A newly developed blood test for Alzheimer’s disease has diagnosed the disorder as accurately as more common methods that are much more expensive and invasive, according to several studies presented virtually this week during the Alzheimer’s Association International Conference 2020.
“There is an urgent need for simple, inexpensive, non-invasive and easily available diagnostic tools for Alzheimer’s,” Maria Carrillo, chief medical officer of the Alzheimer’s Association, said in a release.
“The possibility of early detection and being able to intervene with a treatment before significant damage to the brain from Alzheimer’s disease would be game changing for individuals, families and our healthcare system.”
In one particular study presented at the conference and published in JAMA, a blood test to detect the tau protein, which is often seen in patients suffering from Alzheimer’s, was as accurate as a spinal tap or a positron emission tomography (PET) scan.
The blood test could also distinguish between different kinds of dementia and even pinpoint early warning signs of Alzheimer’s.
For the study, the researchers from the U.S. and Sweden were able to measure an abnormal version of the tau protein called p-tau217, which is seen in greater amounts in people with Alzheimer’s disease than in healthy individuals.
“This test, once verified and confirmed, opens the possibility of early diagnosis of Alzheimer’s before the dementia stage, which is very important for clinical trials evaluating novel therapies that might stop or slow down the disease process,” the researchers wrote.
In another study, which was published in the Journal of Experimental Medicine, researchers were able to confirm that levels of p-tau217 are elevated in the early stages of Alzheimer’s disease and closely related to amyloid buildup in the brain.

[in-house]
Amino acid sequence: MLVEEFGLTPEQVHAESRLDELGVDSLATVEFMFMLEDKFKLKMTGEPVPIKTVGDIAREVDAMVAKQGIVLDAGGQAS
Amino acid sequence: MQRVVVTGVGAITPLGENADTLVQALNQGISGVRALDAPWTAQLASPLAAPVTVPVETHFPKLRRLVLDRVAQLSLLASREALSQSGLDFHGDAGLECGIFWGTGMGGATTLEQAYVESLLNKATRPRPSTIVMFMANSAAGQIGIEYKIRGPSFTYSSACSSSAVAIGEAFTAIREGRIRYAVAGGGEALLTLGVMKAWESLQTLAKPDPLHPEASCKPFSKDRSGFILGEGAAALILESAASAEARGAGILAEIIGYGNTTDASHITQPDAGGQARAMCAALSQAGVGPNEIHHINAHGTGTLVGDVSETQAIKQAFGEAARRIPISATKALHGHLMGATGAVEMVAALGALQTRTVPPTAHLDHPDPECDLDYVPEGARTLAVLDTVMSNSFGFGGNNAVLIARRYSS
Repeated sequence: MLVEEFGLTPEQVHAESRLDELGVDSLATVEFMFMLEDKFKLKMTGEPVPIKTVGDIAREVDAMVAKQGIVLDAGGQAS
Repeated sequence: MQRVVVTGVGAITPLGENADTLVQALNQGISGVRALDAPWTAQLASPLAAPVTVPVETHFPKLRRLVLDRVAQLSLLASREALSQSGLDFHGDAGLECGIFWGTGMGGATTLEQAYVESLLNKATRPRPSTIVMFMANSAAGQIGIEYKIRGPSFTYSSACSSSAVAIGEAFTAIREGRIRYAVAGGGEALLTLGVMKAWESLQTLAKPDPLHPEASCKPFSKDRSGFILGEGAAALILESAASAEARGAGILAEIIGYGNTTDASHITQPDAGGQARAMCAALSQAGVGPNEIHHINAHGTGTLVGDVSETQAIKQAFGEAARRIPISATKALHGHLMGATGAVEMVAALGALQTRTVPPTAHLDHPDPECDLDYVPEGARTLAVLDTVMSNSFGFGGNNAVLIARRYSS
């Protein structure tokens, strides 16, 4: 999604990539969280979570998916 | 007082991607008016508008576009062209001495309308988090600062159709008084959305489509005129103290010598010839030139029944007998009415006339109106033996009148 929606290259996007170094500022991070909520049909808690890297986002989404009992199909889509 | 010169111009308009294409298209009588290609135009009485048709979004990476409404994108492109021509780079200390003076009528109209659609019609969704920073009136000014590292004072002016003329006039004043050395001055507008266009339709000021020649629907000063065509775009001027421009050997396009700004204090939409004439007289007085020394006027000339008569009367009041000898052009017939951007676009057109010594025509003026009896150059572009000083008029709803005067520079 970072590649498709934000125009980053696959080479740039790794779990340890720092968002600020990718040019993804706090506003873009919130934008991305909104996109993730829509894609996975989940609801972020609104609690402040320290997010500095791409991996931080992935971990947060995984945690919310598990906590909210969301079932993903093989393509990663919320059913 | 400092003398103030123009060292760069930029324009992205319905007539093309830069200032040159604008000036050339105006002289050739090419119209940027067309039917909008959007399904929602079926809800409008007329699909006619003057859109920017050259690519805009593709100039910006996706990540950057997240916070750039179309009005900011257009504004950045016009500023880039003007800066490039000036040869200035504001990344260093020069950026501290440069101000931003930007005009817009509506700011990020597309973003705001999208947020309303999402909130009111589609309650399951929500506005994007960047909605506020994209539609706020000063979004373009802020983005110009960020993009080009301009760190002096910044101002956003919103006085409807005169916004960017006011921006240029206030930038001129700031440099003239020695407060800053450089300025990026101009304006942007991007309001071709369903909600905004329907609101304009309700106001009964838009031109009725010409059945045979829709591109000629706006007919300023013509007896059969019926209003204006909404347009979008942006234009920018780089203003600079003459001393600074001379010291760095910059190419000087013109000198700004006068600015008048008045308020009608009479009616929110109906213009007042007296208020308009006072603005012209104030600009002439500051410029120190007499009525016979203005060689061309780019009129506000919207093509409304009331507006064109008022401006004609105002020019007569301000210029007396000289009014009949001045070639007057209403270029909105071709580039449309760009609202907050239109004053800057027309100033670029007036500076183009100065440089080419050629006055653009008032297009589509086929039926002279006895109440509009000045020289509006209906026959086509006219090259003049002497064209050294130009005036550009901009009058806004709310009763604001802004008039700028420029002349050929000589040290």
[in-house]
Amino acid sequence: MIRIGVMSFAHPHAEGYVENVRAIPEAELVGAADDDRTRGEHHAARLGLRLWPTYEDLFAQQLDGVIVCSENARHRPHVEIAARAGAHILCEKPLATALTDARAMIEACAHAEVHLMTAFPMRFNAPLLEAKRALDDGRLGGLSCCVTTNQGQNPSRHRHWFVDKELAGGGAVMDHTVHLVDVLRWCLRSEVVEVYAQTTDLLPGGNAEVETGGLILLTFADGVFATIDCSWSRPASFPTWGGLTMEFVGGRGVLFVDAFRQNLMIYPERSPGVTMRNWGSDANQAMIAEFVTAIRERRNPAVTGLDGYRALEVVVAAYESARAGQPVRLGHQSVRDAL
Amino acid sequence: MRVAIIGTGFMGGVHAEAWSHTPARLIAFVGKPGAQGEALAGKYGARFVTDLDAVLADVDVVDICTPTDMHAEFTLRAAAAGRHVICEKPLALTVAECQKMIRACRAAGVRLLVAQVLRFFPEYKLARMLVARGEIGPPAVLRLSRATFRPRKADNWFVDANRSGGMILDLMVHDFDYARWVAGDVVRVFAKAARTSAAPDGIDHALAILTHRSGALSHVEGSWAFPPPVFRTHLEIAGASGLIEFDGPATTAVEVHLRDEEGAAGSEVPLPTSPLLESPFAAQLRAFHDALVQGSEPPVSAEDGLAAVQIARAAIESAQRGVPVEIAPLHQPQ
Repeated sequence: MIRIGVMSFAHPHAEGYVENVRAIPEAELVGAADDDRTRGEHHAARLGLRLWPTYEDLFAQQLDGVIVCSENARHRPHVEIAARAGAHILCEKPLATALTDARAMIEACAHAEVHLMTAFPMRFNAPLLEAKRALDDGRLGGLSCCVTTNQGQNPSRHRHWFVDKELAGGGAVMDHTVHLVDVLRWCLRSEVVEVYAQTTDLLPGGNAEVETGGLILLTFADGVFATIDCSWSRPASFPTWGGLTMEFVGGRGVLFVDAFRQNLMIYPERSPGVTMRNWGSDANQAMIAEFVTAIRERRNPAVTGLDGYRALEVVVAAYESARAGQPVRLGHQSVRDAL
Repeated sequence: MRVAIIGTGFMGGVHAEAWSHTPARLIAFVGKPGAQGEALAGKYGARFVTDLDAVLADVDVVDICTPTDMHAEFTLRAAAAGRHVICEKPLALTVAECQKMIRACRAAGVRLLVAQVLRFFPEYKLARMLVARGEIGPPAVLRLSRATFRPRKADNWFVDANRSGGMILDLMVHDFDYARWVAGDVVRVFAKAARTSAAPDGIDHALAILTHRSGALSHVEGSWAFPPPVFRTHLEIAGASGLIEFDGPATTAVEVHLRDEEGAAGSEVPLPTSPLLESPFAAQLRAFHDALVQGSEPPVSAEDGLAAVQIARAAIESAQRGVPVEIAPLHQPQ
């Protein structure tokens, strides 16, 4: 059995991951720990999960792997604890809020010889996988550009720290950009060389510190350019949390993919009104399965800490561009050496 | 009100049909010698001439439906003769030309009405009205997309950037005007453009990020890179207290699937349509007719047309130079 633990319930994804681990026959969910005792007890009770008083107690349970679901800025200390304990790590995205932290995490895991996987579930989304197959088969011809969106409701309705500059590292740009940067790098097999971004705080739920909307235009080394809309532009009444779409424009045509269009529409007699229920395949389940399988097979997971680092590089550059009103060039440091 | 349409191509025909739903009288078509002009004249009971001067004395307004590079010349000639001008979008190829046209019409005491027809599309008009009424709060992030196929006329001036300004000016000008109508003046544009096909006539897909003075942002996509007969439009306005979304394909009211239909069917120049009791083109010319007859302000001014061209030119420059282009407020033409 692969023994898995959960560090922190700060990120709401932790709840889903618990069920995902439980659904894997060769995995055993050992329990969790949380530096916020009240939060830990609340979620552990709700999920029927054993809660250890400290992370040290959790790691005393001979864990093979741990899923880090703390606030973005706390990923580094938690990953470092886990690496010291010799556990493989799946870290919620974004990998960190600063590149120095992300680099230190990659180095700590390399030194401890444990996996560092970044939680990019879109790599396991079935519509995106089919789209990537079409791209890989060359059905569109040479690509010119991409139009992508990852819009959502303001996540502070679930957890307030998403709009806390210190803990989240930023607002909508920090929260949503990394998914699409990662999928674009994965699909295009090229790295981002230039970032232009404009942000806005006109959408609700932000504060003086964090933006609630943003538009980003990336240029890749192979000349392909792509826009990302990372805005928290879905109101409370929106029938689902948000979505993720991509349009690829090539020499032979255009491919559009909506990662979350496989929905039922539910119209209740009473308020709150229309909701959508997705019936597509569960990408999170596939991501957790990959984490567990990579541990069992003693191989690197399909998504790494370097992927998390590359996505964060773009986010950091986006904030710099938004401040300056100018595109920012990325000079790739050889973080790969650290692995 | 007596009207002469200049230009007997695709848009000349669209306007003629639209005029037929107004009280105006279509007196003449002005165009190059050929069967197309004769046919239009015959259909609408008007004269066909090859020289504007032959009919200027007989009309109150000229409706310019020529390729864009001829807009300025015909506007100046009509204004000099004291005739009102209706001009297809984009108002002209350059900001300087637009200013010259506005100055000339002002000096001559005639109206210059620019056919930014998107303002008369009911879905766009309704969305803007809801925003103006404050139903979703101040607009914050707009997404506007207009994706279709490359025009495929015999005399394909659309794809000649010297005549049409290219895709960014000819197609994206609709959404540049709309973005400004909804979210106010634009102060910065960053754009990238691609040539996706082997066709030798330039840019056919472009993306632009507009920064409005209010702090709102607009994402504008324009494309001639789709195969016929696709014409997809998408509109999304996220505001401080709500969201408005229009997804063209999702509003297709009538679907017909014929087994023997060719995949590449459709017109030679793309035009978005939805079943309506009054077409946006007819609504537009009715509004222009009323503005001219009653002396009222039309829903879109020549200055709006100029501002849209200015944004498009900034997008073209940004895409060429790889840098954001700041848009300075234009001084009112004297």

Changes in the brain proteins amyloid and tau—and their formation into clumps—are the defining physical features of Alzheimer’s disease in the brain. Scientists believe that the buildup of tau tangles correlates closely with cognitive decline.
“Our findings support the idea that tau isoforms in the blood are potentially useful for detecting and diagnosing Alzheimer’s disease pathology,” Randall Bateman, professor of neurology at Washington University School of Medicine, said in a release.
“Moreover, our assay for measuring plasma tau levels could be used as a highly sensitive screening tool to identify tau changes associated with amyloid plaque formation in normal subjects, replacing costly PET imaging.”
Researchers noted that the study’s results would need to be replicated in clinical trials in more populations, including those with more racial and ethnic diversity.
An estimated fifty million people worldwide have dementia, and there are nearly ten million new cases every year. Alzheimer’s disease is the most common form of dementia and contributes to about 60% to 70% of all cases, according to the World Health Organization.
Ethen Kim Lieser is a Minneapolis-based Science and Tech Editor who has held posts at Google, The Korea Herald, Lincoln Journal Star, AsianWeek and Arirang TV. Follow or contact him on LinkedIn.